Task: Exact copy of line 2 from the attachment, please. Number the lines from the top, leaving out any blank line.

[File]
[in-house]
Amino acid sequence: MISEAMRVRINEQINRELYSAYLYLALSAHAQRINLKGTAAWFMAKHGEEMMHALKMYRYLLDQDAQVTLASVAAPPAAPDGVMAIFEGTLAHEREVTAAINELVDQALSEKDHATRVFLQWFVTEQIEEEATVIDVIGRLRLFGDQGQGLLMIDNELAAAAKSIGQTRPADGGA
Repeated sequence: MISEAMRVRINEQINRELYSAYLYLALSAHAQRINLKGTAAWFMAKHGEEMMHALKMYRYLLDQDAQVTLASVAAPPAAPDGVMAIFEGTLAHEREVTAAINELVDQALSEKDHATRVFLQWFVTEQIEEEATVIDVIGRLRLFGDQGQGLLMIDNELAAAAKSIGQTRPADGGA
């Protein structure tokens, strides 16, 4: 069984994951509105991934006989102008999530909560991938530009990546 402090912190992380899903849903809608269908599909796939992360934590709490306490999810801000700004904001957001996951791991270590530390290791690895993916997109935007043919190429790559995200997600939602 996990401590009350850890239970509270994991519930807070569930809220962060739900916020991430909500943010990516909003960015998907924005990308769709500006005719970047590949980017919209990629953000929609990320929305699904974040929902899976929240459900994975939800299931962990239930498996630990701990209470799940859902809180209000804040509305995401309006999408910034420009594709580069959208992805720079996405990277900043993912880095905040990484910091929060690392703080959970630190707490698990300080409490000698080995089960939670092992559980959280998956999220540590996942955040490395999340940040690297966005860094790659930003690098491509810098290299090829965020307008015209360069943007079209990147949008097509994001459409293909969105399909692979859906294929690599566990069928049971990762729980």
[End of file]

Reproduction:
Amino acid sequence: MISEAMRVRINEQINRELYSAYLYLALSAHAQRINLKGTAAWFMAKHGEEMMHALKMYRYLLDQDAQVTLASVAAPPAAPDGVMAIFEGTLAHEREVTAAINELVDQALSEKDHATRVFLQWFVTEQIEEEATVIDVIGRLRLFGDQGQGLLMIDNELAAAAKSIGQTRPADGGA